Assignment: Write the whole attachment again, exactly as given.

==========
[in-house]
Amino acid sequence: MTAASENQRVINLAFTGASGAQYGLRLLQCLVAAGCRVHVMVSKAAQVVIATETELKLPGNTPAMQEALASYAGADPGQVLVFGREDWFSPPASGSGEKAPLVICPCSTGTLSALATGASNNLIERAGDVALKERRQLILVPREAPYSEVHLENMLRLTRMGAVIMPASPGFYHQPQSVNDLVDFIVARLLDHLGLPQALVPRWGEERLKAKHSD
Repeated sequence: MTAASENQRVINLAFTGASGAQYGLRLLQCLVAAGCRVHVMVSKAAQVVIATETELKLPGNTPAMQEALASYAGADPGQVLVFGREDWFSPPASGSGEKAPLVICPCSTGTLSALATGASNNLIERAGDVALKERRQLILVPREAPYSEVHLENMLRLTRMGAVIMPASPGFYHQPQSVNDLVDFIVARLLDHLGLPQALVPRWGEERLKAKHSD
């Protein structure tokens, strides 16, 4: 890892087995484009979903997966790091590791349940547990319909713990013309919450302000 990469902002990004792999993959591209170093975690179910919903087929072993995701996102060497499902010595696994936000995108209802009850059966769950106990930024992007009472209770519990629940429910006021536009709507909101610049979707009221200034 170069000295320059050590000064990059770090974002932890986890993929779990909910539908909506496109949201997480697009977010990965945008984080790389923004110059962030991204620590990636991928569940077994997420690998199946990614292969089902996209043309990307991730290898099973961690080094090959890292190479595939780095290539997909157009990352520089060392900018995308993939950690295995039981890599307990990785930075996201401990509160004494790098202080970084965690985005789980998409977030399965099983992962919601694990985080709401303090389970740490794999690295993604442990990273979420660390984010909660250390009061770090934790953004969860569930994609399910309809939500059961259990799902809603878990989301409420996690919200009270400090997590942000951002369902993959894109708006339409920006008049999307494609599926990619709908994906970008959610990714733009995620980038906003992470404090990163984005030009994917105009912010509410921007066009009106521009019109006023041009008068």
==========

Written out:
[in-house]
Amino acid sequence: MTAASENQRVINLAFTGASGAQYGLRLLQCLVAAGCRVHVMVSKAAQVVIATETELKLPGNTPAMQEALASYAGADPGQVLVFGREDWFSPPASGSGEKAPLVICPCSTGTLSALATGASNNLIERAGDVALKERRQLILVPREAPYSEVHLENMLRLTRMGAVIMPASPGFYHQPQSVNDLVDFIVARLLDHLGLPQALVPRWGEERLKAKHSD
Repeated sequence: MTAASENQRVINLAFTGASGAQYGLRLLQCLVAAGCRVHVMVSKAAQVVIATETELKLPGNTPAMQEALASYAGADPGQVLVFGREDWFSPPASGSGEKAPLVICPCSTGTLSALATGASNNLIERAGDVALKERRQLILVPREAPYSEVHLENMLRLTRMGAVIMPASPGFYHQPQSVNDLVDFIVARLLDHLGLPQALVPRWGEERLKAKHSD
């Protein structure tokens, strides 16, 4: 890892087995484009979903997966790091590791349940547990319909713990013309919450302000 990469902002990004792999993959591209170093975690179910919903087929072993995701996102060497499902010595696994936000995108209802009850059966769950106990930024992007009472209770519990629940429910006021536009709507909101610049979707009221200034 170069000295320059050590000064990059770090974002932890986890993929779990909910539908909506496109949201997480697009977010990965945008984080790389923004110059962030991204620590990636991928569940077994997420690998199946990614292969089902996209043309990307991730290898099973961690080094090959890292190479595939780095290539997909157009990352520089060392900018995308993939950690295995039981890599307990990785930075996201401990509160004494790098202080970084965690985005789980998409977030399965099983992962919601694990985080709401303090389970740490794999690295993604442990990273979420660390984010909660250390009061770090934790953004969860569930994609399910309809939500059961259990799902809603878990989301409420996690919200009270400090997590942000951002369902993959894109708006339409920006008049999307494609599926990619709908994906970008959610990714733009995620980038906003992470404090990163984005030009994917105009912010509410921007066009009106521009019109006023041009008068």